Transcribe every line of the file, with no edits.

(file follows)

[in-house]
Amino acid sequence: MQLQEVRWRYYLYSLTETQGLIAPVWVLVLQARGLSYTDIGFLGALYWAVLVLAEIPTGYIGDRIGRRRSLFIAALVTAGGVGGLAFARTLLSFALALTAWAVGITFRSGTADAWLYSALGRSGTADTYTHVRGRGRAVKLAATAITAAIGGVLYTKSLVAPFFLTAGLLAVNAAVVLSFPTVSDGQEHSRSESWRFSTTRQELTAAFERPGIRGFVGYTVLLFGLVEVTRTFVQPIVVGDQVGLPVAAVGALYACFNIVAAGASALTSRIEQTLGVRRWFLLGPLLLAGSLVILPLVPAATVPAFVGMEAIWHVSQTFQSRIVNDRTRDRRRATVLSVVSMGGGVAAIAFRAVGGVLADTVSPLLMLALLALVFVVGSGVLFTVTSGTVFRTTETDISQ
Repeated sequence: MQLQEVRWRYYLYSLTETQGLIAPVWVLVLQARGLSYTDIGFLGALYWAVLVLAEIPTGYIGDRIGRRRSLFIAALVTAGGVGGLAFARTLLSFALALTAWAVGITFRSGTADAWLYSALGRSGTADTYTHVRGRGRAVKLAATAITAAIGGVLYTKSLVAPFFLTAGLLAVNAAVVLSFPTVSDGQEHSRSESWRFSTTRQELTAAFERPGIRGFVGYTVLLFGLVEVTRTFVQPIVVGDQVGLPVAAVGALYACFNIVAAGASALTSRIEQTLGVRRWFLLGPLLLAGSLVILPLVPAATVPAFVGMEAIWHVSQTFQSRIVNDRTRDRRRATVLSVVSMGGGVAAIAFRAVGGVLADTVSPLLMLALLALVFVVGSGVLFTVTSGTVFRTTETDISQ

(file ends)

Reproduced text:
[in-house]
Amino acid sequence: MQLQEVRWRYYLYSLTETQGLIAPVWVLVLQARGLSYTDIGFLGALYWAVLVLAEIPTGYIGDRIGRRRSLFIAALVTAGGVGGLAFARTLLSFALALTAWAVGITFRSGTADAWLYSALGRSGTADTYTHVRGRGRAVKLAATAITAAIGGVLYTKSLVAPFFLTAGLLAVNAAVVLSFPTVSDGQEHSRSESWRFSTTRQELTAAFERPGIRGFVGYTVLLFGLVEVTRTFVQPIVVGDQVGLPVAAVGALYACFNIVAAGASALTSRIEQTLGVRRWFLLGPLLLAGSLVILPLVPAATVPAFVGMEAIWHVSQTFQSRIVNDRTRDRRRATVLSVVSMGGGVAAIAFRAVGGVLADTVSPLLMLALLALVFVVGSGVLFTVTSGTVFRTTETDISQ
Repeated sequence: MQLQEVRWRYYLYSLTETQGLIAPVWVLVLQARGLSYTDIGFLGALYWAVLVLAEIPTGYIGDRIGRRRSLFIAALVTAGGVGGLAFARTLLSFALALTAWAVGITFRSGTADAWLYSALGRSGTADTYTHVRGRGRAVKLAATAITAAIGGVLYTKSLVAPFFLTAGLLAVNAAVVLSFPTVSDGQEHSRSESWRFSTTRQELTAAFERPGIRGFVGYTVLLFGLVEVTRTFVQPIVVGDQVGLPVAAVGALYACFNIVAAGASALTSRIEQTLGVRRWFLLGPLLLAGSLVILPLVPAATVPAFVGMEAIWHVSQTFQSRIVNDRTRDRRRATVLSVVSMGGGVAAIAFRAVGGVLADTVSPLLMLALLALVFVVGSGVLFTVTSGTVFRTTETDISQ